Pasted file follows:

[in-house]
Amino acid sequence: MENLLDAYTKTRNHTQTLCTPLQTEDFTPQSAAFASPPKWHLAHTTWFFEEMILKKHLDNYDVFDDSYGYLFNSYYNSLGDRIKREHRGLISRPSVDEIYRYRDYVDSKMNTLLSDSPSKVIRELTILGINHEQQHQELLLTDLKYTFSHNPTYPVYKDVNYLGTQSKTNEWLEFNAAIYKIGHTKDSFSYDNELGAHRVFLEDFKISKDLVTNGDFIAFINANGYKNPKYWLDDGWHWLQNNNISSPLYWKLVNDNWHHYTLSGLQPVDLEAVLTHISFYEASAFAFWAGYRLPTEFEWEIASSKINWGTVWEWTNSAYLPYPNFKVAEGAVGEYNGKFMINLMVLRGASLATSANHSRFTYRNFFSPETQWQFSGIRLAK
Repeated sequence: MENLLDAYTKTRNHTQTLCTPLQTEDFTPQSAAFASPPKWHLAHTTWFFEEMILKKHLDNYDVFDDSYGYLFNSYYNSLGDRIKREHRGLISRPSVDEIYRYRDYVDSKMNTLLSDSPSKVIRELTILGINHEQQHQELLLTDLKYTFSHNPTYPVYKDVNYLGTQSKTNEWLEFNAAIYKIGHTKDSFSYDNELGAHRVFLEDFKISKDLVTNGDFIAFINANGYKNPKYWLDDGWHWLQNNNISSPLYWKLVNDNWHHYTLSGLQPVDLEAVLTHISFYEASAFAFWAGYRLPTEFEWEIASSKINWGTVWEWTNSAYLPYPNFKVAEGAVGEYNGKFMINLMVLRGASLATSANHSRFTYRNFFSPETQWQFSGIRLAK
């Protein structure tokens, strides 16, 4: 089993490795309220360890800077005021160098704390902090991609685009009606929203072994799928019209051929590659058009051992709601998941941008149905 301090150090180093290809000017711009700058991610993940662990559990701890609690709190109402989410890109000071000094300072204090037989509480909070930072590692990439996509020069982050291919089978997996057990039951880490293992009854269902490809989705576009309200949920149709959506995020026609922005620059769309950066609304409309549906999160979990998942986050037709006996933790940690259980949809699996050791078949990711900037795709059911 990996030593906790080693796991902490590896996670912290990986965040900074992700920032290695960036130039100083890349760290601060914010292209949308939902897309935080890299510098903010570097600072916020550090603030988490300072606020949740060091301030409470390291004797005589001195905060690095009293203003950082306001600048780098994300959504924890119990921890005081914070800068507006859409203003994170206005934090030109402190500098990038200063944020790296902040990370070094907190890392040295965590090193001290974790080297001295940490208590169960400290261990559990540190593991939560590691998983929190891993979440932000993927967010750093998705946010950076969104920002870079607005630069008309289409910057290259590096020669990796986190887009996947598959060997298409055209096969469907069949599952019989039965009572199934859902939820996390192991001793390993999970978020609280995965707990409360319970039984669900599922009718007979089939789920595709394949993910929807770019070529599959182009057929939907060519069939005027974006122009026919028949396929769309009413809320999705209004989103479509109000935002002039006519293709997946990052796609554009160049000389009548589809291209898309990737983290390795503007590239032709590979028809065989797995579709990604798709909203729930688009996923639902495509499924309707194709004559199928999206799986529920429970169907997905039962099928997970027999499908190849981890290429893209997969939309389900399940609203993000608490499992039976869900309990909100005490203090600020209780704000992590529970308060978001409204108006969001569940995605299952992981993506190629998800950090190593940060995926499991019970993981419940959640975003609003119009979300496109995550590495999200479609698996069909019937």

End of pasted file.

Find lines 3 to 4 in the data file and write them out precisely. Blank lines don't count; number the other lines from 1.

Repeated sequence: MENLLDAYTKTRNHTQTLCTPLQTEDFTPQSAAFASPPKWHLAHTTWFFEEMILKKHLDNYDVFDDSYGYLFNSYYNSLGDRIKREHRGLISRPSVDEIYRYRDYVDSKMNTLLSDSPSKVIRELTILGINHEQQHQELLLTDLKYTFSHNPTYPVYKDVNYLGTQSKTNEWLEFNAAIYKIGHTKDSFSYDNELGAHRVFLEDFKISKDLVTNGDFIAFINANGYKNPKYWLDDGWHWLQNNNISSPLYWKLVNDNWHHYTLSGLQPVDLEAVLTHISFYEASAFAFWAGYRLPTEFEWEIASSKINWGTVWEWTNSAYLPYPNFKVAEGAVGEYNGKFMINLMVLRGASLATSANHSRFTYRNFFSPETQWQFSGIRLAK
């Protein structure tokens, strides 16, 4: 089993490795309220360890800077005021160098704390902090991609685009009606929203072994799928019209051929590659058009051992709601998941941008149905 301090150090180093290809000017711009700058991610993940662990559990701890609690709190109402989410890109000071000094300072204090037989509480909070930072590692990439996509020069982050291919089978997996057990039951880490293992009854269902490809989705576009309200949920149709959506995020026609922005620059769309950066609304409309549906999160979990998942986050037709006996933790940690259980949809699996050791078949990711900037795709059911 990996030593906790080693796991902490590896996670912290990986965040900074992700920032290695960036130039100083890349760290601060914010292209949308939902897309935080890299510098903010570097600072916020550090603030988490300072606020949740060091301030409470390291004797005589001195905060690095009293203003950082306001600048780098994300959504924890119990921890005081914070800068507006859409203003994170206005934090030109402190500098990038200063944020790296902040990370070094907190890392040295965590090193001290974790080297001295940490208590169960400290261990559990540190593991939560590691998983929190891993979440932000993927967010750093998705946010950076969104920002870079607005630069008309289409910057290259590096020669990796986190887009996947598959060997298409055209096969469907069949599952019989039965009572199934859902939820996390192991001793390993999970978020609280995965707990409360319970039984669900599922009718007979089939789920595709394949993910929807770019070529599959182009057929939907060519069939005027974006122009026919028949396929769309009413809320999705209004989103479509109000935002002039006519293709997946990052796609554009160049000389009548589809291209898309990737983290390795503007590239032709590979028809065989797995579709990604798709909203729930688009996923639902495509499924309707194709004559199928999206799986529920429970169907997905039962099928997970027999499908190849981890290429893209997969939309389900399940609203993000608490499992039976869900309990909100005490203090600020209780704000992590529970308060978001409204108006969001569940995605299952992981993506190629998800950090190593940060995926499991019970993981419940959640975003609003119009979300496109995550590495999200479609698996069909019937």